I have been in private practice for just seven months. While I’ve learned countless tips for diagnosing and treating teeth, the more valuable lesson I’ve learned is the power of good communication with patients. This really hit home for me last week when I met and examined a new patient.
My new patient was no stranger to the dental chair, as he had a mouth full of crowns and amalgams. He was having a particular issue with a lower molar, so I sat him up, showed him x-rays, explained to him what was wrong, and gave him options for the treatment of the tooth. As he left the room that day, he looked me in the eye and said “Thank you so much. This is the first time a dentist has ever explained anything to me.”
I was shocked! I assumed that a patient with so many crowns would have at least been given a basic explanation for why the crowns were needed. It only took five minutes of my time, but I gained the trust and confidence of the patient.
I tend to give patients a very simple explanation of their dental health and treatment needs, but then leave the option for a more detailed description. Some patients want to know every detail, while others would rather not talk about teeth! I have had great success with some simple questions. “Did I explain that well? Is there anything else I can show or tell you to help you understand the situation?”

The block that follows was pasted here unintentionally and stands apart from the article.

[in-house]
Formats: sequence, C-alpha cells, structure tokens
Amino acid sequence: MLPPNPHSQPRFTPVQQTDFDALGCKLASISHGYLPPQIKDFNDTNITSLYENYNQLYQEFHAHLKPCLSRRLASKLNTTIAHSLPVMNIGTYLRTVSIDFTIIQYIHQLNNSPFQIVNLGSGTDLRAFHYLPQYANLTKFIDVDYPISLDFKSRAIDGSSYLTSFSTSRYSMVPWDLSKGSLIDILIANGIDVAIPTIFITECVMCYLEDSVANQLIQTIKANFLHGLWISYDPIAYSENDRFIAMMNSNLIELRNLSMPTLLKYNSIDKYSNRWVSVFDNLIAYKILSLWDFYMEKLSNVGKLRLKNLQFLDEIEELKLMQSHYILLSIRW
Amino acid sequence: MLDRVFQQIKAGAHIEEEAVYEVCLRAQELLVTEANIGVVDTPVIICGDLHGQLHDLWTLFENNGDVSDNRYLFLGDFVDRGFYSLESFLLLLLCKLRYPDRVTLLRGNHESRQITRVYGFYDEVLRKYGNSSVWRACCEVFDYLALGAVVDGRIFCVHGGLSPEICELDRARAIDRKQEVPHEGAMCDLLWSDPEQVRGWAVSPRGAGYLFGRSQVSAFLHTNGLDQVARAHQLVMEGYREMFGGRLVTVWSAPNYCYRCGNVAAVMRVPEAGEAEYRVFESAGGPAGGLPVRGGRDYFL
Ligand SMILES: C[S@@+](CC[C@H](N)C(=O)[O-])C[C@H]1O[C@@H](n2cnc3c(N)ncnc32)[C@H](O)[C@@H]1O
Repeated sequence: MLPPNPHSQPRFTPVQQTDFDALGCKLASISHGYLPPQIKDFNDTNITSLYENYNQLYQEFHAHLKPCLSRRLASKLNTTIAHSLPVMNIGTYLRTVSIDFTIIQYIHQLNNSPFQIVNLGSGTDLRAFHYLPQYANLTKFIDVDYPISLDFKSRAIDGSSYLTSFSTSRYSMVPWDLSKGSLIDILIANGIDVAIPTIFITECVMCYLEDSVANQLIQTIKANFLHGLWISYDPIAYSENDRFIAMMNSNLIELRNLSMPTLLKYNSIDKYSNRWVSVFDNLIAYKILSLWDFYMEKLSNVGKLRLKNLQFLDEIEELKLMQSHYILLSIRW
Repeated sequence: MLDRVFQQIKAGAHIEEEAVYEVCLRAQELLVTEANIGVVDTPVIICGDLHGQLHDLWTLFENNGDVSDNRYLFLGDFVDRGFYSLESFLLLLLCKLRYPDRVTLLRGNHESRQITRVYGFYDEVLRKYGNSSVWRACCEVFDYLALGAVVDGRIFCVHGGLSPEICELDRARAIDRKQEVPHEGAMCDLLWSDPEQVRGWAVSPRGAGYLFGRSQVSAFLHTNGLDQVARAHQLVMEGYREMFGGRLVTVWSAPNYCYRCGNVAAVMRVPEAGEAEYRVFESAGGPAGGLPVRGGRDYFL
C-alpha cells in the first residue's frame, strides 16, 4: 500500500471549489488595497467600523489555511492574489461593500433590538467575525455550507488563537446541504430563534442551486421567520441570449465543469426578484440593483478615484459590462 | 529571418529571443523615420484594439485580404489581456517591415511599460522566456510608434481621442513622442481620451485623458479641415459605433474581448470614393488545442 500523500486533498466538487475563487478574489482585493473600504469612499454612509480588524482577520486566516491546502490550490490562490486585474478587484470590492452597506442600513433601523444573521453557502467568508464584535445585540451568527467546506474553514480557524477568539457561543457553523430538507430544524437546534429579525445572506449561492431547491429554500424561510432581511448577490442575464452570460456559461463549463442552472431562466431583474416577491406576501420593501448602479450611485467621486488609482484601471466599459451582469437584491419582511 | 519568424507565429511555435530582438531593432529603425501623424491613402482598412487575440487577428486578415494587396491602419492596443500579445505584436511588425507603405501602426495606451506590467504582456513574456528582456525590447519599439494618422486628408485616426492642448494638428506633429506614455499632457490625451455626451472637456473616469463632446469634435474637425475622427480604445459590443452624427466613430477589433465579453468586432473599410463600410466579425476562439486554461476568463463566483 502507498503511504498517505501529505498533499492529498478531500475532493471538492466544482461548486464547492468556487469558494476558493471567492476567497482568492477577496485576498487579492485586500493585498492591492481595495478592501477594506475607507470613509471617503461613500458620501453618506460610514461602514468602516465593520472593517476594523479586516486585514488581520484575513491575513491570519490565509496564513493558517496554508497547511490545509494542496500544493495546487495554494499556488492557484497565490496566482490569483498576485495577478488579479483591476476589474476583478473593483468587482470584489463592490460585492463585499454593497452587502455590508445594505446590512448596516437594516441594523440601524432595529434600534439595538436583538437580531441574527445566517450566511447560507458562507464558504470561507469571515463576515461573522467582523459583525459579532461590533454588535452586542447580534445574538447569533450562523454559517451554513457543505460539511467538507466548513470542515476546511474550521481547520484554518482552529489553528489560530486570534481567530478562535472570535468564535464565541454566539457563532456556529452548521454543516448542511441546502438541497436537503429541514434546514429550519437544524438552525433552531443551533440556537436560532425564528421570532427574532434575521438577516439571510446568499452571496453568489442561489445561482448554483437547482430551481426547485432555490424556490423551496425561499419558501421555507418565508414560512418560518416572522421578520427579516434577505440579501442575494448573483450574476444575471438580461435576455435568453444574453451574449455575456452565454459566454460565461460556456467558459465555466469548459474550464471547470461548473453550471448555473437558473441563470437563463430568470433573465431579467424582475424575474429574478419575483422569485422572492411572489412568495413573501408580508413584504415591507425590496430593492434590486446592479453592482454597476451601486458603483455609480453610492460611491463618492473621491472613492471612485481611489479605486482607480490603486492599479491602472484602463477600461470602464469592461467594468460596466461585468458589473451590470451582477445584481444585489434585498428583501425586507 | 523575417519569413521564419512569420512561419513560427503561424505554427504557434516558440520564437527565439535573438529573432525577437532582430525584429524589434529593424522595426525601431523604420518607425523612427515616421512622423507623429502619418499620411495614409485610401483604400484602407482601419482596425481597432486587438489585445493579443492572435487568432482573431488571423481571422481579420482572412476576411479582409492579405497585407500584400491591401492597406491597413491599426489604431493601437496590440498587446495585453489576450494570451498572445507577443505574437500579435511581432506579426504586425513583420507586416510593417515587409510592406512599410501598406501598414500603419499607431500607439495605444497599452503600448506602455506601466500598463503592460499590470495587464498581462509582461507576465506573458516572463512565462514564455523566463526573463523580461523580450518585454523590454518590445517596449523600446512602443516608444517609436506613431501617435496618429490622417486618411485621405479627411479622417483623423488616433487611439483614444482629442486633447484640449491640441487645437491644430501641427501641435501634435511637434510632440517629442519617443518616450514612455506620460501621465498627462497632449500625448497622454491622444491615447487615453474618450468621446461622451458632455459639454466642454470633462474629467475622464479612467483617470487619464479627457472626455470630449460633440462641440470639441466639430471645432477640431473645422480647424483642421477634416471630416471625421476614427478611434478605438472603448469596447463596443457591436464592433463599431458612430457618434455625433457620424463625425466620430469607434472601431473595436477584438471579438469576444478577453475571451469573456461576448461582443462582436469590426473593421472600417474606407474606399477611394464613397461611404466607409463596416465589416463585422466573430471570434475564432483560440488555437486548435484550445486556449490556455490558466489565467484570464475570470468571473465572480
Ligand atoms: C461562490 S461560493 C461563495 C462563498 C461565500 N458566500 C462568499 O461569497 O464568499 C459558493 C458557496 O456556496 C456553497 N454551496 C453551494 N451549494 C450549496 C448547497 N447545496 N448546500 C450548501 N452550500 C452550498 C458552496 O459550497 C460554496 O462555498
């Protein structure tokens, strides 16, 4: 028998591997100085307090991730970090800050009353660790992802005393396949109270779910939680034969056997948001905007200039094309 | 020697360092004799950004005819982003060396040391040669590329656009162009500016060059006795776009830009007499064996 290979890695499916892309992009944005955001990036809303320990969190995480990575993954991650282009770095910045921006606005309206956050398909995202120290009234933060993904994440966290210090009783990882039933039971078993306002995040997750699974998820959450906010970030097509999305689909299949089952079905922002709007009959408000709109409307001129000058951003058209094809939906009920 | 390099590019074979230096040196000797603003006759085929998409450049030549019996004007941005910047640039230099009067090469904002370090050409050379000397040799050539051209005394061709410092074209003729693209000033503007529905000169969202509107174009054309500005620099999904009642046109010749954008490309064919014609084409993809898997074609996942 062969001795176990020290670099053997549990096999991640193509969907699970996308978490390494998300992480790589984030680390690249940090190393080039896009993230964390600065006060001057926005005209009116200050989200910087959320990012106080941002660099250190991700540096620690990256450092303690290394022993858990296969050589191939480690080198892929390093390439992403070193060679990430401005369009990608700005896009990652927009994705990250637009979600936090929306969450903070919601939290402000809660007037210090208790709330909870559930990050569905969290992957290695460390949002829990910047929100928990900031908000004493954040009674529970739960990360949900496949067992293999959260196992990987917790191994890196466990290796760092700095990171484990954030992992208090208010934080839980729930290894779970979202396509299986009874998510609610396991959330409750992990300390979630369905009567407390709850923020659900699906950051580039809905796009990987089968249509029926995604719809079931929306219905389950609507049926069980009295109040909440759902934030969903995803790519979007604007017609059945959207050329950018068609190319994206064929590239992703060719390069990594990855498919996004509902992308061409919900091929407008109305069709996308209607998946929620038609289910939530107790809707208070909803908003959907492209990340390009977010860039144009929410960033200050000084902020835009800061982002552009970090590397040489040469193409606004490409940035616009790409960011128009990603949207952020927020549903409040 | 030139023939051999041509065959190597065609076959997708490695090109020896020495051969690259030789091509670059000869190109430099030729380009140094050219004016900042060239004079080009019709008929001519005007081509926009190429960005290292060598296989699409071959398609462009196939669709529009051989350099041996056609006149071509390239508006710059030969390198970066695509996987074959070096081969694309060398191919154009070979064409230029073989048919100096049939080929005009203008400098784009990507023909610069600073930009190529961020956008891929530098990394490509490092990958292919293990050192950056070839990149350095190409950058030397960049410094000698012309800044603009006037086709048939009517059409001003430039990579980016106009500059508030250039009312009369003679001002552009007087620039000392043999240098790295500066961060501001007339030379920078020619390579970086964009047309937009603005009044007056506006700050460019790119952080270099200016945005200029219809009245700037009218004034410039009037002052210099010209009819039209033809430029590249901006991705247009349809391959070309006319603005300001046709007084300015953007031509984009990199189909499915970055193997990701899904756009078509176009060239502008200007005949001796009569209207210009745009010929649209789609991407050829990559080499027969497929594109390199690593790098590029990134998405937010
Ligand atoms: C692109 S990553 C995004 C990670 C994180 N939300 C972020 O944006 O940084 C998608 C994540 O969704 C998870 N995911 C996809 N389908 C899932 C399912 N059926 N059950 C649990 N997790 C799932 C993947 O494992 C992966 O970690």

At the treatment visit, I often begin with a question that I learned from my senior dentist (who just so happens to be my father): “Good to see you this morning! What are we doing today?” When the patient answers with the correct treatment, my father typically responds with “Great. I am glad we are on the same page.” These questions are helpful because they require the patient to take ownership of the treatment. It confirms that the patient understands the need for treatment.
What communication tips have worked well for you? Do you have any advice to give some of us newer dentists? Leave a comment below with any pointers you have with regards to explaining findings and treatments to your patient.
Elizabeth Cranford, DMD